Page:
By: Saul Carrillo
Saul Carrillo headshot

Saul Carrillo, originally from Austin, Texas, has spent over three months as a Landmark crew member on the Great Plains. Photo by Eli Allen

​​Oftentimes while moving from place to place, it is easy to look past the minutely subtle characteristics that distinguish one place from another, and instead lump together vastly dissimilar lands as one. In my travels, I seek out these nuances. 

​The differences teach me to appreciate what I have and the small everyday victories. The differences teach me to live in the moment; I will never be in one place forever and the landscape is constantly evolving. And most importantly, these differences teach me to cherish and love the extraordinary world around us.

While working with Landmark out on the Montana American Prairie Reserve, I have set out to find the differences that set this place apart from my home in Austin, Texas. This land is not for the faint of heart; it is a harsh environment with an abundance of obstacles seemingly designed for the hindrance of its inhabitants. And yet, these same difficulties instill in me a profound respect and love for the prairie.
Bison on prairie

Bison on the American Prairie Reserve. Photo by Saul Carrillo

​In an effort to illustrate these differences and lessons, I’ve put together a list of the 10 most influential everyday experiences faced throughout my three and a half months on the prairie. 

PictureThe joy of smoothly graded roads. Photo by Saul Carrillo

  1. There is (almost) nothing better than the feeling of peeling off cold, wet socks after ten miles of waterlogged hiking.
  2. The definition of bliss is approaching an already opened gate after driving for four hours, opening and closing twenty-plus gates.
  3. After spending unfathomable hours of driving time on severely rutted roads, the smooth cruise on a newly graded road is like the first few steps of a newborn foal as it finds its footing.
  4. The overflowing sense of relief as the stuck vehicles’ tires dig in and gain traction is like a breath of fresh air.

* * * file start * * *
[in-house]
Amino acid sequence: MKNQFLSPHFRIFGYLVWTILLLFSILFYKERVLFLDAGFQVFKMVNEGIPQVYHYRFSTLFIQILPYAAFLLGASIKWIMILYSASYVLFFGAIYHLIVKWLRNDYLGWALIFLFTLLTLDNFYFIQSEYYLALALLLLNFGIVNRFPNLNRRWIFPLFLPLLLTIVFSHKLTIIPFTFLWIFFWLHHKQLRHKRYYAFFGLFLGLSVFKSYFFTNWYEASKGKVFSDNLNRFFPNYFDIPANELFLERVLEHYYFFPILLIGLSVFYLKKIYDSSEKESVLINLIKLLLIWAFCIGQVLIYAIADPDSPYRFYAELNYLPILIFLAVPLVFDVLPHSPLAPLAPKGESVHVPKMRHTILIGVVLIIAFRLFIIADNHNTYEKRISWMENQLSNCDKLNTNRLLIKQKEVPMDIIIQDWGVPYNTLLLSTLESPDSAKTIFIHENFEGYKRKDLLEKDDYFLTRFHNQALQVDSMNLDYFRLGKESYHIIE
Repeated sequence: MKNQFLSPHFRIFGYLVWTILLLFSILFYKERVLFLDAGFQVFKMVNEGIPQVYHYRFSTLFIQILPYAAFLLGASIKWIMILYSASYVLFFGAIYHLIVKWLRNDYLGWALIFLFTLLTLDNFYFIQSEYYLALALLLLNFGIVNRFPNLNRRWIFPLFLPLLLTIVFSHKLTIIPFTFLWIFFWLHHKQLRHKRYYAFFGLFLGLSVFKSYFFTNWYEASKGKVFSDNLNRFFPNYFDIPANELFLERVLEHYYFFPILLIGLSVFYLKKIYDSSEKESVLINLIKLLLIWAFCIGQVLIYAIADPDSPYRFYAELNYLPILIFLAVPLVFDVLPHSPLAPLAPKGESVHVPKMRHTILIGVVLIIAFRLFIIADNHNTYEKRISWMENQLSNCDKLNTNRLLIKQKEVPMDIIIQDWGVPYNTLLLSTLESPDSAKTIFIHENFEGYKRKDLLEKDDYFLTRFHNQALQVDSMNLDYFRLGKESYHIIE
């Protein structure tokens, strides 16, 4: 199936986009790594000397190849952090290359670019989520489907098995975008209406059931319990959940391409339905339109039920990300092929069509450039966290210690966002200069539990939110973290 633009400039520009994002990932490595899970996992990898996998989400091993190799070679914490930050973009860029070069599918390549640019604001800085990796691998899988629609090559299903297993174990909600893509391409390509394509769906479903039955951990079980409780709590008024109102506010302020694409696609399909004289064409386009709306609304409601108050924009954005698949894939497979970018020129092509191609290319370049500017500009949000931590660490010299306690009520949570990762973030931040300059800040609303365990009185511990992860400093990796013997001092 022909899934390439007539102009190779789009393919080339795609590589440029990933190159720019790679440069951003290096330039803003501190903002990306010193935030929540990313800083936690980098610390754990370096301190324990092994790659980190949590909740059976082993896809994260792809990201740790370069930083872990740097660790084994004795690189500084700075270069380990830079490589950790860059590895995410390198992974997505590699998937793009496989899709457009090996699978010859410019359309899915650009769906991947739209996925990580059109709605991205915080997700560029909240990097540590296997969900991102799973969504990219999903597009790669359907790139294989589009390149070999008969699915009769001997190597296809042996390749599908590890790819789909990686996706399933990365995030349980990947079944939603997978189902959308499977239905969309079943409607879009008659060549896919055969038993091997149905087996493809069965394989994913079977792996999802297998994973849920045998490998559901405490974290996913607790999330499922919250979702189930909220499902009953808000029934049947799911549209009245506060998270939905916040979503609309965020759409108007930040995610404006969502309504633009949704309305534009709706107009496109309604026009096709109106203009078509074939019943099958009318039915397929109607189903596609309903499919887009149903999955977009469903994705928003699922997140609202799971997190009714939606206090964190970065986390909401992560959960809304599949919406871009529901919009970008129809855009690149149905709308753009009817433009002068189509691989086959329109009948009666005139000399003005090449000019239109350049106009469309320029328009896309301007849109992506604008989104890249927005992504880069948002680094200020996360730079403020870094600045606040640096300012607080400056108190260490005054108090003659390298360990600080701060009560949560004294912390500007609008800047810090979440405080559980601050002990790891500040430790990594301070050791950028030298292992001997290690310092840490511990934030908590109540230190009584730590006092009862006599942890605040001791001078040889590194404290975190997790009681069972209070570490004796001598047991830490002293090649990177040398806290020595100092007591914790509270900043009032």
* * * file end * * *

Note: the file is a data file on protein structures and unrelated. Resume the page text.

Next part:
PictureGumbo, the thick mud of the region, clings to boots adding extra weight to the crews’ daily 10-mile transect hikes. Photo by Saul Carrillo.

​5. After wading through ice-cold water, it’s possible to forget what your legs feel like, but there’s something special about the slow spread of warmth as you recuperate from numbness.
​6. While slogging through fields of mud, accumulating several inches on your boots, nothing is more liberating than when said mud falls off, leaving your feet several pounds lighter.

​​​​7.  While walking endless miles of ups-and-downs, nothing is more beautiful than the one hundred yard stretch of flat relief before starting the process all over again.
8.   In the land of Big Sky, the beauty of fire pervades the sky in breathtaking fashion, almost forcing those nearby to stand and watch.
9.   The prairie is home to the fastest land mammal in North America, the Pronghorn. It is awe-inspiring to gaze upon flowing waves of grass as herds of Pronghorn glide effortlessly through the expanse.
10.   Lastly, merely looking on the land, in all its rugged magnificence, highlights the uniqueness of the prairie. Here I can see for miles, and watch the animals soar, run, and hunt freely. Here I can walk for days and not see another person. Here I can see the stars, so close and so clear that I can almost reach out and touch them. One must be made of stone not to be moved by this land of such inimitable beauty.

Photo by Saul Carrillo

Being able to immerse myself within the prairie as a part of Landmark has emphasized the significance of diversity. Nowhere else can I experience what I have here, and nowhere else could teach me gratitude for such simple joys. Every day I spend out here reminds me that it is not only our duty to treasure these lands, but also to do all we can to protect them. 
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